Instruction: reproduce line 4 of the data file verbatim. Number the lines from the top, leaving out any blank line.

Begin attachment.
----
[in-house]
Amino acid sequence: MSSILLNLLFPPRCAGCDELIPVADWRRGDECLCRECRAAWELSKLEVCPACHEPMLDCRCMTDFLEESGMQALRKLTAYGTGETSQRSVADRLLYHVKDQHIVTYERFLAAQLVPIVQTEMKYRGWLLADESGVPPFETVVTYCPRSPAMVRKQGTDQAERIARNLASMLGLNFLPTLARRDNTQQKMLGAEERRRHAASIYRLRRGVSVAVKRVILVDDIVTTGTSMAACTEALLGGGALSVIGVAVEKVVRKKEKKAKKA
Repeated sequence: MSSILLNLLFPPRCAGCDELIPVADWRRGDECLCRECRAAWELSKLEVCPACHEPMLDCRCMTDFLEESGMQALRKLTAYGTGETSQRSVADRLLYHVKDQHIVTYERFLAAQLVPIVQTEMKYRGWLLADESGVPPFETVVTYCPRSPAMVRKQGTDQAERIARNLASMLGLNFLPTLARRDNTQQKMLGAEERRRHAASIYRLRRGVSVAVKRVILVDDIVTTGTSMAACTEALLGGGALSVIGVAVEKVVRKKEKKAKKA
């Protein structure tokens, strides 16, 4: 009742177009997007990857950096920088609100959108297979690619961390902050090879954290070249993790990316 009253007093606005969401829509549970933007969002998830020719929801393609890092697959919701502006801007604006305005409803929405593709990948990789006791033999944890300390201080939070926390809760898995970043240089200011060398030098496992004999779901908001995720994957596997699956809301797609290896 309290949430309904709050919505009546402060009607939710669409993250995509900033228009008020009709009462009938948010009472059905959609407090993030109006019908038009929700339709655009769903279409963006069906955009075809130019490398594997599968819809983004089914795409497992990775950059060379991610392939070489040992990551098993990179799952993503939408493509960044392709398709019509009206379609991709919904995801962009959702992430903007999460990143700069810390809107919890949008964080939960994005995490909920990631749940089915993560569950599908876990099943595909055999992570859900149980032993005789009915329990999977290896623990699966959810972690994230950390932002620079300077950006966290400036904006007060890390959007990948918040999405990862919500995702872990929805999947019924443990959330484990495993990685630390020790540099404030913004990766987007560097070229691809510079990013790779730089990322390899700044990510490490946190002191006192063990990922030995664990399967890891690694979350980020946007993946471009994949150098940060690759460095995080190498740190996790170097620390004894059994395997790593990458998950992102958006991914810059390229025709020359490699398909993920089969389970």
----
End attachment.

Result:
């Protein structure tokens, strides 16, 4: 009742177009997007990857950096920088609100959108297979690619961390902050090879954290070249993790990316 009253007093606005969401829509549970933007969002998830020719929801393609890092697959919701502006801007604006305005409803929405593709990948990789006791033999944890300390201080939070926390809760898995970043240089200011060398030098496992004999779901908001995720994957596997699956809301797609290896 309290949430309904709050919505009546402060009607939710669409993250995509900033228009008020009709009462009938948010009472059905959609407090993030109006019908038009929700339709655009769903279409963006069906955009075809130019490398594997599968819809983004089914795409497992990775950059060379991610392939070489040992990551098993990179799952993503939408493509960044392709398709019509009206379609991709919904995801962009959702992430903007999460990143700069810390809107919890949008964080939960994005995490909920990631749940089915993560569950599908876990099943595909055999992570859900149980032993005789009915329990999977290896623990699966959810972690994230950390932002620079300077950006966290400036904006007060890390959007990948918040999405990862919500995702872990929805999947019924443990959330484990495993990685630390020790540099404030913004990766987007560097070229691809510079990013790779730089990322390899700044990510490490946190002191006192063990990922030995664990399967890891690694979350980020946007993946471009994949150098940060690759460095995080190498740190996790170097620390004894059994395997790593990458998950992102958006991914810059390229025709020359490699398909993920089969389970």